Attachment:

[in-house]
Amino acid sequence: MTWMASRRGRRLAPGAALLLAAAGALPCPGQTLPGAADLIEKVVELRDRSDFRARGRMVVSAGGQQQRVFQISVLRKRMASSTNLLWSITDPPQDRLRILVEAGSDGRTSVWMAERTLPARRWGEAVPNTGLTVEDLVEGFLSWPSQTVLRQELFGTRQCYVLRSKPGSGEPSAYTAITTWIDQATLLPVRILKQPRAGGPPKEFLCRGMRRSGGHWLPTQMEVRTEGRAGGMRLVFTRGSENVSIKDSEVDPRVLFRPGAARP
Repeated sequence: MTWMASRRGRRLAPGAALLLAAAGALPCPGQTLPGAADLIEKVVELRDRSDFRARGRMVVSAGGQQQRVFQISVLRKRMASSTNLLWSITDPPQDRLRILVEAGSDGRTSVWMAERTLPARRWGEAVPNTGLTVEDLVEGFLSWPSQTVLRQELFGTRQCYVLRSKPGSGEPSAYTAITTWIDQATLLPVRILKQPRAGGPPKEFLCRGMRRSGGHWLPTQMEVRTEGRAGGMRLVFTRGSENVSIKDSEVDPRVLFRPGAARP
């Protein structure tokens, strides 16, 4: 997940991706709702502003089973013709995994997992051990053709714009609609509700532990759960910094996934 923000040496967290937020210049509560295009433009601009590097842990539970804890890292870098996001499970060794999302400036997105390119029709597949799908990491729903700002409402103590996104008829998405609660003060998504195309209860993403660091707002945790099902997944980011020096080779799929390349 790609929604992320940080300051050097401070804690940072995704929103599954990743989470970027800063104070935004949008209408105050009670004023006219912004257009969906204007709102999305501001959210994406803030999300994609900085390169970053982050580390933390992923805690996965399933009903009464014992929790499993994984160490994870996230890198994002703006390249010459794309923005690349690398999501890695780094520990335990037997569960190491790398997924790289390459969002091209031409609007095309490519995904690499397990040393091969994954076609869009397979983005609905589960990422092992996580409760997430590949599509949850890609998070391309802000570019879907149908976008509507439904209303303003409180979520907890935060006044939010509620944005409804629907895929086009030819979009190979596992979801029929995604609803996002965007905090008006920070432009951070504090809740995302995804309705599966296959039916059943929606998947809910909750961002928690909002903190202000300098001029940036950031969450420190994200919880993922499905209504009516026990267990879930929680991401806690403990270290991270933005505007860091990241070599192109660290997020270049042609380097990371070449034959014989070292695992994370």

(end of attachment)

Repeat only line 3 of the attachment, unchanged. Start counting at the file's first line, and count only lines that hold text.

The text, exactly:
Repeated sequence: MTWMASRRGRRLAPGAALLLAAAGALPCPGQTLPGAADLIEKVVELRDRSDFRARGRMVVSAGGQQQRVFQISVLRKRMASSTNLLWSITDPPQDRLRILVEAGSDGRTSVWMAERTLPARRWGEAVPNTGLTVEDLVEGFLSWPSQTVLRQELFGTRQCYVLRSKPGSGEPSAYTAITTWIDQATLLPVRILKQPRAGGPPKEFLCRGMRRSGGHWLPTQMEVRTEGRAGGMRLVFTRGSENVSIKDSEVDPRVLFRPGAARP